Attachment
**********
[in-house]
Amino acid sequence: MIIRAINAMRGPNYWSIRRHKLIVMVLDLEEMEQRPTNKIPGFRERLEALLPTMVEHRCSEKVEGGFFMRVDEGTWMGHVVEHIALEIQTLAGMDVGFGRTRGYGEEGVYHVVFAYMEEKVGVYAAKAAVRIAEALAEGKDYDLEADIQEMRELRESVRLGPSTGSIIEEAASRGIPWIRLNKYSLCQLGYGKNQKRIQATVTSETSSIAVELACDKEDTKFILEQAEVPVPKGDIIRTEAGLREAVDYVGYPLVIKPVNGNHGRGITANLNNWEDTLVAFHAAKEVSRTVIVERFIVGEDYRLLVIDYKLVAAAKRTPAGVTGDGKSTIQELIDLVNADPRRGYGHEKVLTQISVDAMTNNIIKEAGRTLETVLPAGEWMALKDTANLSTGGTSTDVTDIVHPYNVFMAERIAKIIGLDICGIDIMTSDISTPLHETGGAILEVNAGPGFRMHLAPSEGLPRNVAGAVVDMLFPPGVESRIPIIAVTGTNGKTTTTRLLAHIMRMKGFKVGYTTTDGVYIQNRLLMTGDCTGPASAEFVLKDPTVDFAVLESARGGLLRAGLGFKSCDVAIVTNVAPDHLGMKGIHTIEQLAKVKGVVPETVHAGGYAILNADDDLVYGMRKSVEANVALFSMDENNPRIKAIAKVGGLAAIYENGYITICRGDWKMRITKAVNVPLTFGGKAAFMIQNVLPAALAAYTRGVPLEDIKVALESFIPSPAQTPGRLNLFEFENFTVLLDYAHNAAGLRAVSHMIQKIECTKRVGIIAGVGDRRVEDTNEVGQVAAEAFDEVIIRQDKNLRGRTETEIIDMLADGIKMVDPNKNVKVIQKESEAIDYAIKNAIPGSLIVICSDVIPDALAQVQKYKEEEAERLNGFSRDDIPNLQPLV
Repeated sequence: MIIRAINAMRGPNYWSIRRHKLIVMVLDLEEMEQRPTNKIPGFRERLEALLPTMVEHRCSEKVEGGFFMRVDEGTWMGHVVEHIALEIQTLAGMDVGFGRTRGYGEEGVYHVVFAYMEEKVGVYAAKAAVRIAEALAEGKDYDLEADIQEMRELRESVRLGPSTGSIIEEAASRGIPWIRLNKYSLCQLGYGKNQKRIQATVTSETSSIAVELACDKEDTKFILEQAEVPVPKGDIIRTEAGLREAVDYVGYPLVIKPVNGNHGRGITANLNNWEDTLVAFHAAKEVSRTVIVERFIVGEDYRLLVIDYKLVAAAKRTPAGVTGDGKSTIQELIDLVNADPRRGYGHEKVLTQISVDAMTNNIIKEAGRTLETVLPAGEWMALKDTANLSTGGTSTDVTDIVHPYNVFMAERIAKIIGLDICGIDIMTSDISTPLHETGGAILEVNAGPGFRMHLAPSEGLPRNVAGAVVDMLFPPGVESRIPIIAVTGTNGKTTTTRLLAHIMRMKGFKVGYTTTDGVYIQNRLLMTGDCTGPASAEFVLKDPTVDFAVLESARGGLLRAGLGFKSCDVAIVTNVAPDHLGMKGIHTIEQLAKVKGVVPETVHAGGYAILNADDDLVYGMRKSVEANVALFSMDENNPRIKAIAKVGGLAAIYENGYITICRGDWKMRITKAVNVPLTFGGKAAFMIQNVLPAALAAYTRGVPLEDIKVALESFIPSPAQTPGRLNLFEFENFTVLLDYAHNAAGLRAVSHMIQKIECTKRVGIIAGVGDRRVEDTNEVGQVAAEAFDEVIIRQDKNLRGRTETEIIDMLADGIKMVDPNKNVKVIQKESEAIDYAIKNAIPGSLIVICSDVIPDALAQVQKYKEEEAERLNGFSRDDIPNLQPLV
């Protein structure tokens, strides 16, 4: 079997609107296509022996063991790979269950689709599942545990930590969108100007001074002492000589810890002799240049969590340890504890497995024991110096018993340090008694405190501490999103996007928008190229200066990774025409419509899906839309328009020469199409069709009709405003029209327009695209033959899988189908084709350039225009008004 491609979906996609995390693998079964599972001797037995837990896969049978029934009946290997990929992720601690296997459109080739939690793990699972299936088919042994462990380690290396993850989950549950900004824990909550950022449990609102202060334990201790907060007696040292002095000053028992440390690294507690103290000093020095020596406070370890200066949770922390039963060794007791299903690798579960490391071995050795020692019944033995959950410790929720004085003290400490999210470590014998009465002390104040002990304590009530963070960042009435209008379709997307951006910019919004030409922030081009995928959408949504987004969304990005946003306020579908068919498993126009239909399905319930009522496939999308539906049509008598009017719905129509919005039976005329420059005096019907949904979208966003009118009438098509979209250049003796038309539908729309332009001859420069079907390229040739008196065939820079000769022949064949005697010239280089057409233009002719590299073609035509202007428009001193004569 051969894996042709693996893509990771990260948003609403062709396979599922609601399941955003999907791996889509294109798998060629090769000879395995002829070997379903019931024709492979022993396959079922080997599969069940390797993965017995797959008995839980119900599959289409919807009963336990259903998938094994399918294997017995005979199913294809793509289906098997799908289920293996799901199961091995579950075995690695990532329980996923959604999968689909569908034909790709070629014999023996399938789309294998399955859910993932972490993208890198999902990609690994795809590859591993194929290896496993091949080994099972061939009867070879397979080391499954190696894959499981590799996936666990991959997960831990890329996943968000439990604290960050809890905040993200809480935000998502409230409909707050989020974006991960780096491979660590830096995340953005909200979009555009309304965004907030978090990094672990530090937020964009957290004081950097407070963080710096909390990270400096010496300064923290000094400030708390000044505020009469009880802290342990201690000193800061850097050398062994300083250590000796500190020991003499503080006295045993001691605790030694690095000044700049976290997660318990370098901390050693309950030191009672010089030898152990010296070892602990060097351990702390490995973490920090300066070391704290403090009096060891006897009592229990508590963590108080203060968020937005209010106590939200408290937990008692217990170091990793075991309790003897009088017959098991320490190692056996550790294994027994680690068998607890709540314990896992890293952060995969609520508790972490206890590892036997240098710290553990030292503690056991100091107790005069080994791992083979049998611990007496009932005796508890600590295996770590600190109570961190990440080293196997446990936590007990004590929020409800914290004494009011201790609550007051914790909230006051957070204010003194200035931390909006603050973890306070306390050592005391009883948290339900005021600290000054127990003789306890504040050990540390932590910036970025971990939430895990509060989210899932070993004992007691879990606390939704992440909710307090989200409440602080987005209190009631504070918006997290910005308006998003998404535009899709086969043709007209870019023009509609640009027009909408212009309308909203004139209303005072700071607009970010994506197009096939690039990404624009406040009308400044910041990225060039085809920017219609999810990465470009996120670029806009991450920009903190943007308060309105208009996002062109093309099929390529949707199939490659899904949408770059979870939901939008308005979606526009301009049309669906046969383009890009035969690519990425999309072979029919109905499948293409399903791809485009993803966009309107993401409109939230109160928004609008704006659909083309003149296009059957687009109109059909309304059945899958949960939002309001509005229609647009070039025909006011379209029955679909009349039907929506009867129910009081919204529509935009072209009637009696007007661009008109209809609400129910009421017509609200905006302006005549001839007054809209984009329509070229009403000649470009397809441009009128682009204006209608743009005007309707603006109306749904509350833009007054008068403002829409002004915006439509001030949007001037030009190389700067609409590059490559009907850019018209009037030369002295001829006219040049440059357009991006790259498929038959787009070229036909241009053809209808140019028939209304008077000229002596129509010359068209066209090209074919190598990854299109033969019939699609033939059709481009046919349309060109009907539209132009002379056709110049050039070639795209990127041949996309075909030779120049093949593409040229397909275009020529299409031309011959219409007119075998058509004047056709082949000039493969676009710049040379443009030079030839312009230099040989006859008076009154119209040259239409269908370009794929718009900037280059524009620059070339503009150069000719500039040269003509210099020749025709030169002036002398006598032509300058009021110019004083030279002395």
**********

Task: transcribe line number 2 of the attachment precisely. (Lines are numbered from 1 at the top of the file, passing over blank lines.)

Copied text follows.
Amino acid sequence: MIIRAINAMRGPNYWSIRRHKLIVMVLDLEEMEQRPTNKIPGFRERLEALLPTMVEHRCSEKVEGGFFMRVDEGTWMGHVVEHIALEIQTLAGMDVGFGRTRGYGEEGVYHVVFAYMEEKVGVYAAKAAVRIAEALAEGKDYDLEADIQEMRELRESVRLGPSTGSIIEEAASRGIPWIRLNKYSLCQLGYGKNQKRIQATVTSETSSIAVELACDKEDTKFILEQAEVPVPKGDIIRTEAGLREAVDYVGYPLVIKPVNGNHGRGITANLNNWEDTLVAFHAAKEVSRTVIVERFIVGEDYRLLVIDYKLVAAAKRTPAGVTGDGKSTIQELIDLVNADPRRGYGHEKVLTQISVDAMTNNIIKEAGRTLETVLPAGEWMALKDTANLSTGGTSTDVTDIVHPYNVFMAERIAKIIGLDICGIDIMTSDISTPLHETGGAILEVNAGPGFRMHLAPSEGLPRNVAGAVVDMLFPPGVESRIPIIAVTGTNGKTTTTRLLAHIMRMKGFKVGYTTTDGVYIQNRLLMTGDCTGPASAEFVLKDPTVDFAVLESARGGLLRAGLGFKSCDVAIVTNVAPDHLGMKGIHTIEQLAKVKGVVPETVHAGGYAILNADDDLVYGMRKSVEANVALFSMDENNPRIKAIAKVGGLAAIYENGYITICRGDWKMRITKAVNVPLTFGGKAAFMIQNVLPAALAAYTRGVPLEDIKVALESFIPSPAQTPGRLNLFEFENFTVLLDYAHNAAGLRAVSHMIQKIECTKRVGIIAGVGDRRVEDTNEVGQVAAEAFDEVIIRQDKNLRGRTETEIIDMLADGIKMVDPNKNVKVIQKESEAIDYAIKNAIPGSLIVICSDVIPDALAQVQKYKEEEAERLNGFSRDDIPNLQPLV